Linda Tyler has pointed out to me that the Chinese usually exhume the bodies of expats and send the bones home to China for reburial. This changes the meaning of the headstones as the graves would be seen as temporary. Whether the friends of the dead could afford this shipping is the obvious question.

Roger Boyce, 9:52 p.m. 2 February, 2016

I don't doubt the veracity of Tyler's information - re the cultural practice of Chinese nationals repatriating remains of their fellows.

I do, however, question the statistical accuracy of the second paragraph of the review, which states there were probably only "-a few -" indentured Indians in a graveyard specifically set aside for dead indentured-laborers. The 'Indians in Fiji' Wikipedia page claims over 60,000 Indians arrived in Fiji as indentured sugar cane workers.

But now I feel as if I've been drawn into an factual nitpicking exercise.

My earlier remarks were not so much concerned with what you refer to as the "- meaning of the headstones-" (whatever that means, exactly) as with the propriety of culturally appropriating and re-purposing the working poor's ("temporary" or not)gravestones as objet d'art. Whatever politically 'virtuous' conceptual claims are held aloft as justification for such an endeavor.

Imagine equivalently worn, unreadable, headstones from Auckland's Symonds Street Cemetery being transported (whatever the 'official' permissions) across town and exhibited as minimalist art-object arrangements in an upmarket white cube. Would a conceptual exegesis - claiming to honor the unknown dead of colonial Auckland satisfy the bourgeois.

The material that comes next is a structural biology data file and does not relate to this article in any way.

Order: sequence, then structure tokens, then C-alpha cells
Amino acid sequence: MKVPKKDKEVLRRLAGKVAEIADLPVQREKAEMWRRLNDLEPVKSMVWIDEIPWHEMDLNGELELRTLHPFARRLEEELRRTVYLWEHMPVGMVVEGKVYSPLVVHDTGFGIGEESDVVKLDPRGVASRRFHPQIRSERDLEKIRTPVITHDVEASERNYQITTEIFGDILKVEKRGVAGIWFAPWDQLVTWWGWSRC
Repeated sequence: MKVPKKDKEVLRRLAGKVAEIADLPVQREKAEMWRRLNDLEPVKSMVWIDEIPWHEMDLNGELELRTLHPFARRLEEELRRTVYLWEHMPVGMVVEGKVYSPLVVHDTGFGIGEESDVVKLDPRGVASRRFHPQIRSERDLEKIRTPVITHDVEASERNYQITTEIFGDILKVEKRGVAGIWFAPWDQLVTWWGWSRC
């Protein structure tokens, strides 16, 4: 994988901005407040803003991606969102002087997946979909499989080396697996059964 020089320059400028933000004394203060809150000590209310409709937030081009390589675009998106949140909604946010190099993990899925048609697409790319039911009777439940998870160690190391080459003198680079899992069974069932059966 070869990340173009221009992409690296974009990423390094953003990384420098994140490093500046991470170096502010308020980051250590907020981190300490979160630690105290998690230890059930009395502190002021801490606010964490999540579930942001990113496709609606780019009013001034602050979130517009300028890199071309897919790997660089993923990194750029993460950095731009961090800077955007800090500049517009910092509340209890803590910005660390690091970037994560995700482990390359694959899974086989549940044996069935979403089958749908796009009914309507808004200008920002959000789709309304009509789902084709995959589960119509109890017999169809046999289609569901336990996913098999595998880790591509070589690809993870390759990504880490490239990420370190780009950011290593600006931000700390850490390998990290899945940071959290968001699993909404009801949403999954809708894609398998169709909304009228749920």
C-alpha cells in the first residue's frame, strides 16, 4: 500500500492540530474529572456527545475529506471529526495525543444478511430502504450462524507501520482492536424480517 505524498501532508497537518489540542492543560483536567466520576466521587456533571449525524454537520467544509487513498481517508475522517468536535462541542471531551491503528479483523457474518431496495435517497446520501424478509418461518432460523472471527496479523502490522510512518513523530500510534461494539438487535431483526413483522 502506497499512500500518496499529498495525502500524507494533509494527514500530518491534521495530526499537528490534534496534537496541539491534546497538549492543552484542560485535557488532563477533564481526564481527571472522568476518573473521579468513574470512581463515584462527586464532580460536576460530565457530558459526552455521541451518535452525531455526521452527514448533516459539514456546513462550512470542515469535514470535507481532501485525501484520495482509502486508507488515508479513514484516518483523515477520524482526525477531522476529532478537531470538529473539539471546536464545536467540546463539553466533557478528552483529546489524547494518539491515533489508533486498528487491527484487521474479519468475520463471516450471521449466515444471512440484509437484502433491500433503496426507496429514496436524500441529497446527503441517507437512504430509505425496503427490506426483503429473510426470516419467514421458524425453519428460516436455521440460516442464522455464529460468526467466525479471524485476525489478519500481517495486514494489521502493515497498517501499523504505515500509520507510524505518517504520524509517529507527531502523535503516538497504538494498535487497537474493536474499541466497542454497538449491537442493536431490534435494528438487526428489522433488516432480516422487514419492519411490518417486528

Or is it only the remains of the underclasses which may, with impunity, be disturbed and rearranged, to serve as cultural novelties for the cultural cognoscenti?

John Hurrell, 10:05 p.m. 2 February, 2016

Roger, you are pushing your luck by comparing the discussion with the famously acrimonious Rubin / McEvilley ‘Primitivism’ debate from the 80s. Weathered blank headstones can’t be correlated with religious artefacts (like central African ‘fetish’ sculpture) designed for a particular efficacy where ‘power’ is channelled. There is no comparison. It's absurd.

Roger Boyce, 12:06 a.m. 3 February, 2016

Prima facie absurd?

By referring to the infamous Thomas McEvilley, William Ruben and Kirk Varnedoe exchanges, John, I was hardly suggesting there was equivalence between (say) Nkisi figures and what you've descriptively (and subordinately) reduced to " - Weathered blank headstones -".

Please note I claim not specific applicability, but dynamic parallel.

The parallels - particularly from McEvilley's articulated point of view (in the original Doctor, Lawyer, Indian Chief argument) - lie with a displaced cultural artifact's originally intended use ... and the unseemliness, or intellectual dishonesty, of willfully stripping, or denying, such objects their religious or 'magical' utility. Lies with the arbitrary relocation of said objects into the realm of dispassionate, art historical, art-for-art's-sake aesthetics. Which is what, for the most part, Luke Willis Thompson has seen fit to do with Sucu Mate / Born Dead.